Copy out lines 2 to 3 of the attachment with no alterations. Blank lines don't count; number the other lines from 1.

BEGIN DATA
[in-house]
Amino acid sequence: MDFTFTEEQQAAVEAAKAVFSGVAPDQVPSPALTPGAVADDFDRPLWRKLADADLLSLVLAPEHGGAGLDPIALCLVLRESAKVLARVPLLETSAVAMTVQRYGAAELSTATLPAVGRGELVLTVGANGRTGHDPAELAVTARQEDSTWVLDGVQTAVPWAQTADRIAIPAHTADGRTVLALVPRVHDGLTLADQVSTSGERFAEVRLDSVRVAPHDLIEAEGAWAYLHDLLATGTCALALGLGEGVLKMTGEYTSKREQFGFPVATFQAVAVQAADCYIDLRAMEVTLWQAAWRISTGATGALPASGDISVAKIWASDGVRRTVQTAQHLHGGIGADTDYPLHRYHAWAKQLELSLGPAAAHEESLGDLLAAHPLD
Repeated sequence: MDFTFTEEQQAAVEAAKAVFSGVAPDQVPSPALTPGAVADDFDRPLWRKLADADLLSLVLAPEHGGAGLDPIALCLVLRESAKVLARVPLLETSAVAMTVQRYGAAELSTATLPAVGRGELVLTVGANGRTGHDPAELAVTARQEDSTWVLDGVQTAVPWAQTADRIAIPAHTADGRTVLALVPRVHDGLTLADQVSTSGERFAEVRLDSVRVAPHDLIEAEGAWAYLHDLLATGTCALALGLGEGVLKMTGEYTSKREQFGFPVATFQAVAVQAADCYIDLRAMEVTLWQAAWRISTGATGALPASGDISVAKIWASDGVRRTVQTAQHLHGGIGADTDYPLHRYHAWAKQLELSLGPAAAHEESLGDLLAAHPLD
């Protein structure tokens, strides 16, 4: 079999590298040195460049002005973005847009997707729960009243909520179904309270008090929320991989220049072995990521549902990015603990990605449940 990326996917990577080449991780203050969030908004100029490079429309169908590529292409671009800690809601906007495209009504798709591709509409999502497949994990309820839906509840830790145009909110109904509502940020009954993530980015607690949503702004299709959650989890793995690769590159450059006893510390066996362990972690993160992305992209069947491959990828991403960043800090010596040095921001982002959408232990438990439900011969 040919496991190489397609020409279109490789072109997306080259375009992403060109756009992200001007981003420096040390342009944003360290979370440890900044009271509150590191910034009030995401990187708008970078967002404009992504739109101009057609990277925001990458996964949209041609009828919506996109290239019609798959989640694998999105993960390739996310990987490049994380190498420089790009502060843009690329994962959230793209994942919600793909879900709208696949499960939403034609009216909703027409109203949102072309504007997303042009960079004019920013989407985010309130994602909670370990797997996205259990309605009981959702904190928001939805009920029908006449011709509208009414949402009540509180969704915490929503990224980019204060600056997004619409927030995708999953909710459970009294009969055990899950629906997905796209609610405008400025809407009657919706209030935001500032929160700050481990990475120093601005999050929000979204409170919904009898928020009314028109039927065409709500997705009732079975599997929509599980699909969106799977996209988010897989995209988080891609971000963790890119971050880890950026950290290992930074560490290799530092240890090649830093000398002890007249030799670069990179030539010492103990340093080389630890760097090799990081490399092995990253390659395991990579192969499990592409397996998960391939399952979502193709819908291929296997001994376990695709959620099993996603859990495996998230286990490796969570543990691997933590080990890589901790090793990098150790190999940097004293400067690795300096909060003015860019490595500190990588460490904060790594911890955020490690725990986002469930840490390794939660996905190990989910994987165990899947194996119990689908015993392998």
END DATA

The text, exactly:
Amino acid sequence: MDFTFTEEQQAAVEAAKAVFSGVAPDQVPSPALTPGAVADDFDRPLWRKLADADLLSLVLAPEHGGAGLDPIALCLVLRESAKVLARVPLLETSAVAMTVQRYGAAELSTATLPAVGRGELVLTVGANGRTGHDPAELAVTARQEDSTWVLDGVQTAVPWAQTADRIAIPAHTADGRTVLALVPRVHDGLTLADQVSTSGERFAEVRLDSVRVAPHDLIEAEGAWAYLHDLLATGTCALALGLGEGVLKMTGEYTSKREQFGFPVATFQAVAVQAADCYIDLRAMEVTLWQAAWRISTGATGALPASGDISVAKIWASDGVRRTVQTAQHLHGGIGADTDYPLHRYHAWAKQLELSLGPAAAHEESLGDLLAAHPLD
Repeated sequence: MDFTFTEEQQAAVEAAKAVFSGVAPDQVPSPALTPGAVADDFDRPLWRKLADADLLSLVLAPEHGGAGLDPIALCLVLRESAKVLARVPLLETSAVAMTVQRYGAAELSTATLPAVGRGELVLTVGANGRTGHDPAELAVTARQEDSTWVLDGVQTAVPWAQTADRIAIPAHTADGRTVLALVPRVHDGLTLADQVSTSGERFAEVRLDSVRVAPHDLIEAEGAWAYLHDLLATGTCALALGLGEGVLKMTGEYTSKREQFGFPVATFQAVAVQAADCYIDLRAMEVTLWQAAWRISTGATGALPASGDISVAKIWASDGVRRTVQTAQHLHGGIGADTDYPLHRYHAWAKQLELSLGPAAAHEESLGDLLAAHPLD